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Rob had the calamari “steak” which was finger sized strips of squid battered and perfectly, crisply fried. Served with two sauces, a sweet Thai and an aioli. Quite delish.

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Beautiful, hot angel biscuits and butter appear. Mmmmm…

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Mains arrive. Seafood fettuccine for me, with three plump scallops, good shrimp, mussels, and crawfish tails in a nice cream sauce. The generous coins of andouille sausage were really good and super spicy with a heat that kept on coming. They do not offer shaved parm but there are a few thin slivers melted on top. Unnecessary really.

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Rob’s main was a fried seafood plate with shrimp, scallops with some Charleston red rice and some creamy coleslaw. First off, the sides were killer. The red rice was smoky and seasoned with just a little zing. The cole slaw was creamy with a bite. The fried shrimp and scallops were a little greasy, which is a first in our experience of the South. Usually, items are fried perfectly. Not so, here. The shrimp were better, but the scallops were not winners. Even so, there was a lot of food, so a lot got left on the plate anyway, but there was not a single grain of that red rice left.

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Goodbye Charleston. Tomorrow we head to Wilmington North Carolina on our way to Washington, DC.

 

Accidental Vegetarian Week

Rob and I  find ourselves eating less meat these days. Not sure we could commit to full time vegetarianism, but we are finding that eating satisfying meatless meals is pretty easy and sacrifice free. When we do include meat, we splurge on high quality, local produce, which has a lower carbon footprint, supports local farmers and tastes better. Every two weeks or so we commit to a meatless menu for the coming week. This is what it looks like:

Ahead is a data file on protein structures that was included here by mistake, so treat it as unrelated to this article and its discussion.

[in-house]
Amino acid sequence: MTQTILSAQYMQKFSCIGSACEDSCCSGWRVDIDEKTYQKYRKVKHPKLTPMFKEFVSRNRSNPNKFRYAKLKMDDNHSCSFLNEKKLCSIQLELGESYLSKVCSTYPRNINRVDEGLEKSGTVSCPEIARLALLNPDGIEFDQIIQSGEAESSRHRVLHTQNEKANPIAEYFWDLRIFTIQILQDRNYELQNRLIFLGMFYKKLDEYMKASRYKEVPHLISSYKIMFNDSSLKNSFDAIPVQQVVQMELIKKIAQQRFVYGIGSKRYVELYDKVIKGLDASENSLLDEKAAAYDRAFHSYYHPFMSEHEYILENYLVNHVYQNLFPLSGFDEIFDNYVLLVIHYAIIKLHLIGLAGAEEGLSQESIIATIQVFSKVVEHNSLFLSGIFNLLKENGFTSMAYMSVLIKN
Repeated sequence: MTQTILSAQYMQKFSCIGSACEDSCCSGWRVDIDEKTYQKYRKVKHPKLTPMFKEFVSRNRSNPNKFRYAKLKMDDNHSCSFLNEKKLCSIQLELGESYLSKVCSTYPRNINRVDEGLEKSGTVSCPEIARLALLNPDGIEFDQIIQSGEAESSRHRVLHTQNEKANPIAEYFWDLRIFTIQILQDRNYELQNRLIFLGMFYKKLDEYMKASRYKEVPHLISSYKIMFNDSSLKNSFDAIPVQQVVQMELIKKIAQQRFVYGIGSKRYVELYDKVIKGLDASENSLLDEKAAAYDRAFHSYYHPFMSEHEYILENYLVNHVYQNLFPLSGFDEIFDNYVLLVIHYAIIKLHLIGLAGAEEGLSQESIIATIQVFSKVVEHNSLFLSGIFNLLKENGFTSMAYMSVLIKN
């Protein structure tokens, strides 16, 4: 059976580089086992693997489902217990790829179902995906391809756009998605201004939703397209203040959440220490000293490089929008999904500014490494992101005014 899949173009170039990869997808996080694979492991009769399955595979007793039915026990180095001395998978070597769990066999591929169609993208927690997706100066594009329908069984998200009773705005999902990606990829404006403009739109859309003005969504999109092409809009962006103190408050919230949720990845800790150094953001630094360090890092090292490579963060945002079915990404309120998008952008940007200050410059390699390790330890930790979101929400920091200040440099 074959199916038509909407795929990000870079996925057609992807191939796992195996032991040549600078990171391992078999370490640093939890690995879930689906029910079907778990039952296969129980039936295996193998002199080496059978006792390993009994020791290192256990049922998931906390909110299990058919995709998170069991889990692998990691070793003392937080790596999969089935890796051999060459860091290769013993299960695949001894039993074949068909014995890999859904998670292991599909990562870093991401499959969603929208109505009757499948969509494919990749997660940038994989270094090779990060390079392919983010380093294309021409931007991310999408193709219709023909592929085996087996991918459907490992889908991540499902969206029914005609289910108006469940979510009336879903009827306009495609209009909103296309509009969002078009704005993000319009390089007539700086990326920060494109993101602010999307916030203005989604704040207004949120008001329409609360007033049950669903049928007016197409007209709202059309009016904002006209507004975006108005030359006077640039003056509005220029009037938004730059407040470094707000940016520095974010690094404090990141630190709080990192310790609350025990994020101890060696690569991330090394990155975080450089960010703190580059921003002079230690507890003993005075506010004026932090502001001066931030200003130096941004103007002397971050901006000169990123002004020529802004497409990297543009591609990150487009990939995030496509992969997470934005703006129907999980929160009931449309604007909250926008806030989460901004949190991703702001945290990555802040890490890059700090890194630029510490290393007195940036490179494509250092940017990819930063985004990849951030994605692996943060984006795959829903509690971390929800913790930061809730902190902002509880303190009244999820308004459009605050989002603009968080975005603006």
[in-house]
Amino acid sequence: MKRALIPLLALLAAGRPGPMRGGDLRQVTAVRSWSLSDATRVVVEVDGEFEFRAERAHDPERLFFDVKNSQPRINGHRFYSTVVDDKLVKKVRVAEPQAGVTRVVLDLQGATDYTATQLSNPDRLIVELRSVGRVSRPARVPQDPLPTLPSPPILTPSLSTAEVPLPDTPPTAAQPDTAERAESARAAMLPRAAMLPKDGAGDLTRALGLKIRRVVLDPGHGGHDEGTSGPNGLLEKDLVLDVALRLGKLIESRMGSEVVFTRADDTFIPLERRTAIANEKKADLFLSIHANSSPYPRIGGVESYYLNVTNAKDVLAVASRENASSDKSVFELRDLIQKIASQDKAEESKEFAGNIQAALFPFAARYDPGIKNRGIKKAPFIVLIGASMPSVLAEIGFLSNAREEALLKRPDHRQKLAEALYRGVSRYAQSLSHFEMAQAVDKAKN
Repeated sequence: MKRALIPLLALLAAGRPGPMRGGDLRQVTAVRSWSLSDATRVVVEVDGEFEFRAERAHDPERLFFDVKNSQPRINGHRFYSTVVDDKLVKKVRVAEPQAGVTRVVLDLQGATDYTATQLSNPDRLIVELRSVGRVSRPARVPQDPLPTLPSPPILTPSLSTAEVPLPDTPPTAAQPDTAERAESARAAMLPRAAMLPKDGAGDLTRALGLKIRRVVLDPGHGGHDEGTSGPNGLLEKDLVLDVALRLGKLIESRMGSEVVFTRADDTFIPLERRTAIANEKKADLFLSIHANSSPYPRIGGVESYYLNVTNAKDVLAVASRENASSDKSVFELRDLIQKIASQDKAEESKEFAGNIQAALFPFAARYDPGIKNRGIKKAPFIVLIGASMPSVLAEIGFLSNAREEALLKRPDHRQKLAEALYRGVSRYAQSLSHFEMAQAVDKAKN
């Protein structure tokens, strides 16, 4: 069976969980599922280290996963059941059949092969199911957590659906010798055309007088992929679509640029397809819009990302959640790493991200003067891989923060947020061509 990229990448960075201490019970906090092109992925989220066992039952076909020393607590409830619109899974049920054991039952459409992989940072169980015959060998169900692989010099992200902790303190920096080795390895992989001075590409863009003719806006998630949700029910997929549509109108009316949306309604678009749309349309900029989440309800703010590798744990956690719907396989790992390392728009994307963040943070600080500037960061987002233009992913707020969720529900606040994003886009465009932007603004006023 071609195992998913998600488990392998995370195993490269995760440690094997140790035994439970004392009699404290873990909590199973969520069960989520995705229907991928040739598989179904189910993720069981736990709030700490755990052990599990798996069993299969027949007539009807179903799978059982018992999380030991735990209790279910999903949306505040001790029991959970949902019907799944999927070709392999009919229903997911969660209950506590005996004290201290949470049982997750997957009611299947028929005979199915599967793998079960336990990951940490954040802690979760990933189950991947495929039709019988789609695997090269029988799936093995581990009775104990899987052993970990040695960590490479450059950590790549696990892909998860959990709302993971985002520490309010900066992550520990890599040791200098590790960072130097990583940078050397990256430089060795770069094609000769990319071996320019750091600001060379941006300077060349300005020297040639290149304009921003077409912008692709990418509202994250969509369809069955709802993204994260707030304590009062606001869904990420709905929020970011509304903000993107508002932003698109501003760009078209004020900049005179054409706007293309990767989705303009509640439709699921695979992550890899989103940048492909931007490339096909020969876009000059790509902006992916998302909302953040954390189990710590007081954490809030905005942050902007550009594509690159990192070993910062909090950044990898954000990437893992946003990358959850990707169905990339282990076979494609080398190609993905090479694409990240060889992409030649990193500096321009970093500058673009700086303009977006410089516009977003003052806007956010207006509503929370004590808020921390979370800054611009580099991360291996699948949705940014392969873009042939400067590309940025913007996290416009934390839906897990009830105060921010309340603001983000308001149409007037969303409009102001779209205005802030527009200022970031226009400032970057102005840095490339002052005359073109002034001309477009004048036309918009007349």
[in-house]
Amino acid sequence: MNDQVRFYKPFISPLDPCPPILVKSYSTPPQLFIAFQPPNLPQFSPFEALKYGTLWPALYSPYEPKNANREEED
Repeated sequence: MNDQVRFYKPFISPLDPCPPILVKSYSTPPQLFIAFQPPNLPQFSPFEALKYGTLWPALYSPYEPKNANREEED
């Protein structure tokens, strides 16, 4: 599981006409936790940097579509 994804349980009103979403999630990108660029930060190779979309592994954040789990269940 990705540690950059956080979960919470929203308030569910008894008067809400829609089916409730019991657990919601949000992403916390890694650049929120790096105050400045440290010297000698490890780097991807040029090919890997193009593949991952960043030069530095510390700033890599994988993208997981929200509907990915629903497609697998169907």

Monday, is the one night where neither of us has to be anywhere after supper so I usually choose a garlicky menu item. Also known as “Bottle-of-wine Monday”, tonight’s meal will be pasta — Spaghetti Aglio, Olio e Peperoncino or spaghetti with garlic, oil and chili flakes, and a nice Italian red.

The pasta is simple, but flavorful with a bite from the garlic and heat from the red chile. It’s rounded nicely with a grating of parmigiano reggiano, some good olives and a nice chianti.

Tuesday sees a rush at dinner hour. I have kickboxing and get home to three animals who need to be fed, so I usually choose something that I can prepare quickly or ahead of time. This week we are having Paneer and Tomato Curry. For this recipe I quarter 5 of the tomatoes and dice the other three. I add them all at the same time. I substitute garlic and ginger paste, available at any Indian food market, for the garlic and ginger. I find the garlic more mellow and does not repeat. Perfect for a chilly fall day, warm with Indian spices, rich with coconut milk and hearty with paneer, this dish satisfies. Rob stops at our local Indian take out on the way home for naan. You can serve this with basmati rice or grocery store naan, but tandoor-oven naan is really unbeatable. We often freeze the leftovers for another day. This recipe is filling, and satisfying. It’s excellent comfort food for a cold night and truth be told, it’s even better another day after some time in the fridge to let the flavours marry.

Wednesday I am preparing a Cauliflower and Aged White Cheddar Soup. It’s good to try at least one new recipe a week. This was cheesy, delicious. and quite thick. Thin with more broth if you like.